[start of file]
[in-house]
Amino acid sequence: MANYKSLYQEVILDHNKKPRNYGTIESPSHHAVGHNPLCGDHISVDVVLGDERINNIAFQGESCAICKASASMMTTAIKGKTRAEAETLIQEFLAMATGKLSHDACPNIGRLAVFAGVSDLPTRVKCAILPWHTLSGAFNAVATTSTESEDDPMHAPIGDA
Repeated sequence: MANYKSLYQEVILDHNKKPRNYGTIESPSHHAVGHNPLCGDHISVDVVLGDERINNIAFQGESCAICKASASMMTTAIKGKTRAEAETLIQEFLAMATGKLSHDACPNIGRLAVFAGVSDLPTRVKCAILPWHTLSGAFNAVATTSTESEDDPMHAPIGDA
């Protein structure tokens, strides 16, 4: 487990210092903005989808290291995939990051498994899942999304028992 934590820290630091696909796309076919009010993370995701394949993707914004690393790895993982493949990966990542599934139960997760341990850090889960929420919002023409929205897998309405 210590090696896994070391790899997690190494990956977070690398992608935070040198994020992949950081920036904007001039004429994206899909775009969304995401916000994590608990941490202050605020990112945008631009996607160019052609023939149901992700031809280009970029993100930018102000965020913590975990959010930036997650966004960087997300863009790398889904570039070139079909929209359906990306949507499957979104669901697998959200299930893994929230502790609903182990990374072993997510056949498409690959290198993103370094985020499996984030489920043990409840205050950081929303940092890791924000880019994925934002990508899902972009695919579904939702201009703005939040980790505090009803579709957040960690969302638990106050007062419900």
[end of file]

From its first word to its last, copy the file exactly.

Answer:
[in-house]
Amino acid sequence: MANYKSLYQEVILDHNKKPRNYGTIESPSHHAVGHNPLCGDHISVDVVLGDERINNIAFQGESCAICKASASMMTTAIKGKTRAEAETLIQEFLAMATGKLSHDACPNIGRLAVFAGVSDLPTRVKCAILPWHTLSGAFNAVATTSTESEDDPMHAPIGDA
Repeated sequence: MANYKSLYQEVILDHNKKPRNYGTIESPSHHAVGHNPLCGDHISVDVVLGDERINNIAFQGESCAICKASASMMTTAIKGKTRAEAETLIQEFLAMATGKLSHDACPNIGRLAVFAGVSDLPTRVKCAILPWHTLSGAFNAVATTSTESEDDPMHAPIGDA
């Protein structure tokens, strides 16, 4: 487990210092903005989808290291995939990051498994899942999304028992 934590820290630091696909796309076919009010993370995701394949993707914004690393790895993982493949990966990542599934139960997760341990850090889960929420919002023409929205897998309405 210590090696896994070391790899997690190494990956977070690398992608935070040198994020992949950081920036904007001039004429994206899909775009969304995401916000994590608990941490202050605020990112945008631009996607160019052609023939149901992700031809280009970029993100930018102000965020913590975990959010930036997650966004960087997300863009790398889904570039070139079909929209359906990306949507499957979104669901697998959200299930893994929230502790609903182990990374072993997510056949498409690959290198993103370094985020499996984030489920043990409840205050950081929303940092890791924000880019994925934002990508899902972009695919579904939702201009703005939040980790505090009803579709957040960690969302638990106050007062419900």